The first-person perspective injects the author into the story. The writer becomes a character in the story with feelings, thoughts, opinions and biases related to the subject or topic. First-person perspective is used best in memoir and autobiography. Inserting “I” in the narrative of other types of stories can be challenging for the writer and distracting for the reader - critics of John Kraukuer’s books (Into Thin Air, Into the Wild) cite his constant interjection of himself into the stories as annoying and unnecessary. While the use of the first-person narrative in The Men Who Stare at Goats by Jon Ronson, works because the author presents himself in the story as the “everyman” and becomes that character for readers. “As told to the author” books also employ the first-person narrative.
2. Third-Person Objective Narrative
The third-person objective narrative presents a more journalistic, unbiased approach to the material. The story is conveyed through a neutral narrator (using “he”, “she”, “they”), devoid of the characters’ feelings, thoughts, or opinions. Truman Capote uses this technique for In Cold Blood:
“The black Chevrolet was again parked, this time in front of a Catholic hospital on the outskirts of Emporia. While Perry waited in the car, Dick had gone into the hospital to try and buy a pair of black stockings from a nun. This rather unorthodox method of obtaining them had been Perry’s inspiration; nuns, he had argued, were certain to have a supply.”
3. Third-Person Subjective Narrative
The third-person subjective narrative tells the story from the perspective of a narrator (using “he”, “she”, “they”) and presents the feelings, thoughts, opinions, biases and knowledge (time, people, places, and events related to the story) of one (limited perspective) or all characters (omniscient perspective.) Author Anthony Flacco uses this method in The Road Out of Hell: Sanford Clark and the True Story of the Wineville Murders:
“Thirteen-year-old Sanford Clark felt his stomach lurch when he realized that his mother was really going to send him away. He stared down at the floor and fought to control his breathing while his brain reeled from the news. Everything about it felt wrong. The atmosphere in the room took on a poisonous feel, as if a thin mist of acid had just rolled in through the window. He knew that his mother and uncle were telling him a pack of lies. It was so off-kilter and strange that the moment belonged in a bad dream.”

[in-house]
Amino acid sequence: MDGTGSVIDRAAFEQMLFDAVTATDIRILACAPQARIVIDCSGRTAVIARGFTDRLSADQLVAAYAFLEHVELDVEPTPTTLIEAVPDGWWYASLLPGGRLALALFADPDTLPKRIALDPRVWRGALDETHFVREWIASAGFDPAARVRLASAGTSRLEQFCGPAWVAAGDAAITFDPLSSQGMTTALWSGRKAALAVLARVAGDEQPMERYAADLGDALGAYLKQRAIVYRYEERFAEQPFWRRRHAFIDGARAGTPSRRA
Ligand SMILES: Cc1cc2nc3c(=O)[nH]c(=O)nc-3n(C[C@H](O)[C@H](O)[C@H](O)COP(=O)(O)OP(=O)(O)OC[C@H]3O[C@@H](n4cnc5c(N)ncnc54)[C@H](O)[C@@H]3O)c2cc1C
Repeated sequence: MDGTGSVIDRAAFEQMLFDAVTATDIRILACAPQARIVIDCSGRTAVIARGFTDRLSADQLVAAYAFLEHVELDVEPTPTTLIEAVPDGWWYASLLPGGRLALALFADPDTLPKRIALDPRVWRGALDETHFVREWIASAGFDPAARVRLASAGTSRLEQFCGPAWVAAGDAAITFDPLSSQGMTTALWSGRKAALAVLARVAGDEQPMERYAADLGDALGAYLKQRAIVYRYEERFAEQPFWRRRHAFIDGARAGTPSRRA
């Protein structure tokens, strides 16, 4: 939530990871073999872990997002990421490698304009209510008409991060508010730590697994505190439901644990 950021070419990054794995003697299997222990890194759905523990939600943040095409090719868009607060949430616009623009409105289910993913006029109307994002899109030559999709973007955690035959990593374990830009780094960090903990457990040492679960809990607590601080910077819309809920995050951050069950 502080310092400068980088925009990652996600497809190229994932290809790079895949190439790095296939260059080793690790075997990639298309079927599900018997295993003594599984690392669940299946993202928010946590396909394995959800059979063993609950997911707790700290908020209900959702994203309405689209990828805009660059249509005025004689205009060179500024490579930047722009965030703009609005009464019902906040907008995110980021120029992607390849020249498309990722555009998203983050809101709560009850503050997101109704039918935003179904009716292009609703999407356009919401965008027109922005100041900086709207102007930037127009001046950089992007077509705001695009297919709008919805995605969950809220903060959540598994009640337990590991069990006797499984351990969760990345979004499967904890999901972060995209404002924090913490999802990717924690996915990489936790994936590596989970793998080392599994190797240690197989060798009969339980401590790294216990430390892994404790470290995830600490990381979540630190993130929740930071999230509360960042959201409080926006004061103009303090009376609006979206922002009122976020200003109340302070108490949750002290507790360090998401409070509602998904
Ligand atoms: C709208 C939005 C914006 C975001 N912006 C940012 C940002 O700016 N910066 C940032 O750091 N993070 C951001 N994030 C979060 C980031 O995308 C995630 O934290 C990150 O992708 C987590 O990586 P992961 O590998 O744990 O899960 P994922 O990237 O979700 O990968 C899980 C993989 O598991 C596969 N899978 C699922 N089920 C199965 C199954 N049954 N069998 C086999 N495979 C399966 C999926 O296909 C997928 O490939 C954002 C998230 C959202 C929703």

Framing your story refers to the way you order the narrative so that the elements of your book are presented in the most interesting way. As a nonfiction writer your job is to construct your frame to steer the story in a specific direction while engaging the reader and creating a degree of suspense.
Your frame must work in harmony with the content of your story. Your content is the inciting incident, what it is your subject wants, what’s at stake, the conflict he must face and overcome to achieve his goal, how he is transformed by the process, and the ultimate cost for him to succeed.
The frame (or how the content is presented) considers ways the drama of the story is conveyed through scenes, sequences, action, dialogue, tone, pace, style and conflict.
In Part One of In Cold Blood, Truman Capote weaves the timeline of the victims and the killers together, heightening the suspense leading to the tragic murders.